Energy providers offer payment relief for struggling households

Energy providers promise not to disconnect households who cannot pay their bills.

Energy providers promise not to disconnect households who cannot pay their bills. Photo: TND

Australia’s major energy providers have joined the nation’s banks in offering payment relief to households struggling to pay their utility bills.

The 23 energy retailers represented by the Australian Energy Council ruled out disconnecting those who cannot pay their bills and said they would waive late payment fees for customers in hardship programs.

The council said its retailers would also support struggling households by offering grants and concessions, payment extensions, advice on how to manage bills, and bill smoothing to “help customers avoid large bills”.

“For impacted residential customers who cannot pay their bills as they fall due, retailers will ensure there are no barriers to entering hardship programs, and ensure long-term assistance is readily available on request,” the council said.

“Impacted customers receiving hardship assistance will not be disconnected if they are unable to afford their energy bills.”

The council also said it would pause “any external debt collection and bankruptcy proceedings” for customers in financial hardship programs and roll out additional support measures if the situation required it.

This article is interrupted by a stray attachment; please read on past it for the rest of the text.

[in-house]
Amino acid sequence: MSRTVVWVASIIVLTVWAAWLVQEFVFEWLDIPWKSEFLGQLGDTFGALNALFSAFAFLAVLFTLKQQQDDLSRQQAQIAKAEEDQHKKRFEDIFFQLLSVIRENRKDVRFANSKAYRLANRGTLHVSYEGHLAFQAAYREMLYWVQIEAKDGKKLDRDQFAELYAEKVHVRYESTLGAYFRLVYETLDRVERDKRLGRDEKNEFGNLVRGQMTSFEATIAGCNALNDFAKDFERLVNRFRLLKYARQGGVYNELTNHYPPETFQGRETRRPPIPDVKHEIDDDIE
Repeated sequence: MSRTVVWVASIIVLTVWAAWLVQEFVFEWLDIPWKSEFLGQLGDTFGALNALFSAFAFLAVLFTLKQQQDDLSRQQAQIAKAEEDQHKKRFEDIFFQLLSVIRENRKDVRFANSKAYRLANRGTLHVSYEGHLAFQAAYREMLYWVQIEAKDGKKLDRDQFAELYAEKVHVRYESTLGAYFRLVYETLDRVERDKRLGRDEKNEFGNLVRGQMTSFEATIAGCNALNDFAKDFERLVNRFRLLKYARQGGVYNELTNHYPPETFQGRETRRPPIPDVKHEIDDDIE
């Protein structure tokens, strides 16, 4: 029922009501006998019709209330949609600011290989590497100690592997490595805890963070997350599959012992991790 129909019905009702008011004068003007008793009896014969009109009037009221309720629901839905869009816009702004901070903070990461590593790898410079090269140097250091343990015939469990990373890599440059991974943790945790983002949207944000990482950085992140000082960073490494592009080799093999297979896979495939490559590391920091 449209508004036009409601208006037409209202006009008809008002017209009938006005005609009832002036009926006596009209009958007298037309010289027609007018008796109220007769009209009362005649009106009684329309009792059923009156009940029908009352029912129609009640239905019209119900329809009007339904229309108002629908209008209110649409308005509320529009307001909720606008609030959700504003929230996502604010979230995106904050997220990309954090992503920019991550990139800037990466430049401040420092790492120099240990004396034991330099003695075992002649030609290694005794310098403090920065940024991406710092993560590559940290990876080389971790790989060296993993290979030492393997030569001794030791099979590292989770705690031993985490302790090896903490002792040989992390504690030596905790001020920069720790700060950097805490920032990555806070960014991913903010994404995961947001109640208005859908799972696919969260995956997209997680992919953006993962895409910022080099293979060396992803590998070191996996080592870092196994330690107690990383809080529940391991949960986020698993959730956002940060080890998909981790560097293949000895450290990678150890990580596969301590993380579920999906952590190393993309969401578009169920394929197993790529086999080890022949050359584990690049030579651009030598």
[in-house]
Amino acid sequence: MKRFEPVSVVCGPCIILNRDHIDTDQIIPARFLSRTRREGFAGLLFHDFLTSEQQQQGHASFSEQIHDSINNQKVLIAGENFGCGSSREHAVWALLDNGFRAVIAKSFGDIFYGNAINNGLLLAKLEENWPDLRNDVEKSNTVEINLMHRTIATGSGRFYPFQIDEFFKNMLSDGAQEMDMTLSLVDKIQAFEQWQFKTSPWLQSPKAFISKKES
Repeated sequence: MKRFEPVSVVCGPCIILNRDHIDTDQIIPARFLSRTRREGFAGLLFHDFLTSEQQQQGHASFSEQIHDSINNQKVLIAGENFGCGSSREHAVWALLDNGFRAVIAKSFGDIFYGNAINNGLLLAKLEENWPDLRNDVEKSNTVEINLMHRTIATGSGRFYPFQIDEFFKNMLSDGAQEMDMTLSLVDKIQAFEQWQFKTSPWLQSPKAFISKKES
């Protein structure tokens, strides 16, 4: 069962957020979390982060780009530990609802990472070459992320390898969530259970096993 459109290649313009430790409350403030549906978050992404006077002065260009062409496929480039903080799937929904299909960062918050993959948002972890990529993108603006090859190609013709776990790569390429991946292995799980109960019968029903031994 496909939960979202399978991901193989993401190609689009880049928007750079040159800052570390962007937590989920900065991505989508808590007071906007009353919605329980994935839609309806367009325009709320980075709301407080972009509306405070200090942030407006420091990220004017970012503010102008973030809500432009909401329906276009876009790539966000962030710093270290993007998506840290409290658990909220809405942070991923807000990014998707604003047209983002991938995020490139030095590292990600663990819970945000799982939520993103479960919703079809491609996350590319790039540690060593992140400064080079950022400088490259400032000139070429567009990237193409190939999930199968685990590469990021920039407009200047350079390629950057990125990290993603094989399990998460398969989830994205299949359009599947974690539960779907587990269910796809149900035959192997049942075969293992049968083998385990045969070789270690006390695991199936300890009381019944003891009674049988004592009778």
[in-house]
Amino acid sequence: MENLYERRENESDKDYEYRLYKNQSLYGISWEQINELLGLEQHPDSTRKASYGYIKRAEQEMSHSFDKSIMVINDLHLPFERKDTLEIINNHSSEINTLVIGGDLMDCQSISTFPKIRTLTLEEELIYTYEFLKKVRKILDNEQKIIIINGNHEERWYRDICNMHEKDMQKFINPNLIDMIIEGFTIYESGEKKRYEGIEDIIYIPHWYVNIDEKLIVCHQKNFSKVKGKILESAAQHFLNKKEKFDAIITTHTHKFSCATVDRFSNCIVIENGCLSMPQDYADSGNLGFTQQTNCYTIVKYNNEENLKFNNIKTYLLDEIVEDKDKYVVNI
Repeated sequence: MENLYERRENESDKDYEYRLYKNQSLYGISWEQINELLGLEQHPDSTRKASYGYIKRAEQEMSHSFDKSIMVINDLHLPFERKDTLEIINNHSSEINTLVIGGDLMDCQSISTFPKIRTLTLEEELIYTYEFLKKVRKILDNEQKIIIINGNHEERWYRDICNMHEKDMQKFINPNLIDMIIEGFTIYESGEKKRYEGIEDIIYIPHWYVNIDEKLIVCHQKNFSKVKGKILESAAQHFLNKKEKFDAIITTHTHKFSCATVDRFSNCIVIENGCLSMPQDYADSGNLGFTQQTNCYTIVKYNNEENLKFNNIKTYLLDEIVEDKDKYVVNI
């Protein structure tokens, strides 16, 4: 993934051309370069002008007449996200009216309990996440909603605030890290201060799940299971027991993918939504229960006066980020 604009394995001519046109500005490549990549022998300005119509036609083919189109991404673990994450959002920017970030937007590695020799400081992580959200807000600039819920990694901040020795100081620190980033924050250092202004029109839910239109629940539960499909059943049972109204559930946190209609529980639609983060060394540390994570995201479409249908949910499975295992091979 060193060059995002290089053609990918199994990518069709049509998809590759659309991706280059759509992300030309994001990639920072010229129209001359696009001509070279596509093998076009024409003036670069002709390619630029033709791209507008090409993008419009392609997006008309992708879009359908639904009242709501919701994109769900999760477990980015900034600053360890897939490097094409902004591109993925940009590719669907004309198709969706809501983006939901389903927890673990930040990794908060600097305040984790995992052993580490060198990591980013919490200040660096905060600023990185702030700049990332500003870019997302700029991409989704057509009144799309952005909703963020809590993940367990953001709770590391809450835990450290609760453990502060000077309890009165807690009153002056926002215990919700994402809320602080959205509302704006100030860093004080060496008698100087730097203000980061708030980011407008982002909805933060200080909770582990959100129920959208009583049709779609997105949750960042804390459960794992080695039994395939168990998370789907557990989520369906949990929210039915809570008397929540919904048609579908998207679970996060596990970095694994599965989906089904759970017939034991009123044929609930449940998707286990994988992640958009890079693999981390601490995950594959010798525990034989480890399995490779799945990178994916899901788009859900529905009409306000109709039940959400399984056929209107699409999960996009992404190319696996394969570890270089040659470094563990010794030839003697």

Its statement comes after the major banks offered to defer for six months home loan repayments for people suffering financial hardship.

RateCity director of research Sally Tindall said the banks efforts would “make a real difference” to struggling households.

“The mortgage is typically the biggest single expense in the family budget,” she told The New Daily at the time.

“This will give families some much-needed breathing space at a time when they are likely to need it most.”

The Australian Banking Association also announced on Friday the nation’s banks would offer six-month repayment holidays to small businesses affected by the pandemic – a move chief executive Anna Bligh said would put back $8 billion into the pockets of struggling companies.

The injection of cash was in part enabled by the Reserve Bank’s creation of a $90 billion funding facility for banks to on-lend cheap credit to affected small and medium-sized businesses.

The central bank announced the new term funding facility when it slashed interest rates to a record low of 0.25 per cent on March 19.

At the same meeting, the RBA also announced it would start quantitative easing (QE) for the first time in its history.

By starting QE, the RBA hopes to drive down borrowing rates and encourage banks to lend to families and households.

In partnership with the RBA’s announcement, the federal government later announced a second tranche of support measures aimed at cushioning the blow of the virus for casual workers, sole traders, retirees and those on income support.

Treasurer Josh Frydenberg said the measures, which totalled $66 billion, would “provide hope and support for millions of Australians at a time when they need it most”.

He said the government was prepared to do whatever it takes to support the economy and would scale up its policies when required.

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